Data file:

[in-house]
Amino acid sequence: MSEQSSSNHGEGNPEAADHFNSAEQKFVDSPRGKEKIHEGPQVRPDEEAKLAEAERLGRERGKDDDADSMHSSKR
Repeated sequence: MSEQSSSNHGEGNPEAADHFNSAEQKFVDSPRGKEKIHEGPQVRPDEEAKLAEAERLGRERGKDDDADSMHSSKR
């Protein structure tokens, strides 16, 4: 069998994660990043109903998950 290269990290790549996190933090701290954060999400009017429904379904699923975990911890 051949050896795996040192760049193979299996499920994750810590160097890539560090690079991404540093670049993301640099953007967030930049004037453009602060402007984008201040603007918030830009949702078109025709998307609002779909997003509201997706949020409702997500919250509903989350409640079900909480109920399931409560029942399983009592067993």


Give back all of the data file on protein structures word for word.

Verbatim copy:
[in-house]
Amino acid sequence: MSEQSSSNHGEGNPEAADHFNSAEQKFVDSPRGKEKIHEGPQVRPDEEAKLAEAERLGRERGKDDDADSMHSSKR
Repeated sequence: MSEQSSSNHGEGNPEAADHFNSAEQKFVDSPRGKEKIHEGPQVRPDEEAKLAEAERLGRERGKDDDADSMHSSKR
């Protein structure tokens, strides 16, 4: 069998994660990043109903998950 290269990290790549996190933090701290954060999400009017429904379904699923975990911890 051949050896795996040192760049193979299996499920994750810590160097890539560090690079991404540093670049993301640099953007967030930049004037453009602060402007984008201040603007918030830009949702078109025709998307609002779909997003509201997706949020409702997500919250509903989350409640079900909480109920399931409560029942399983009592067993």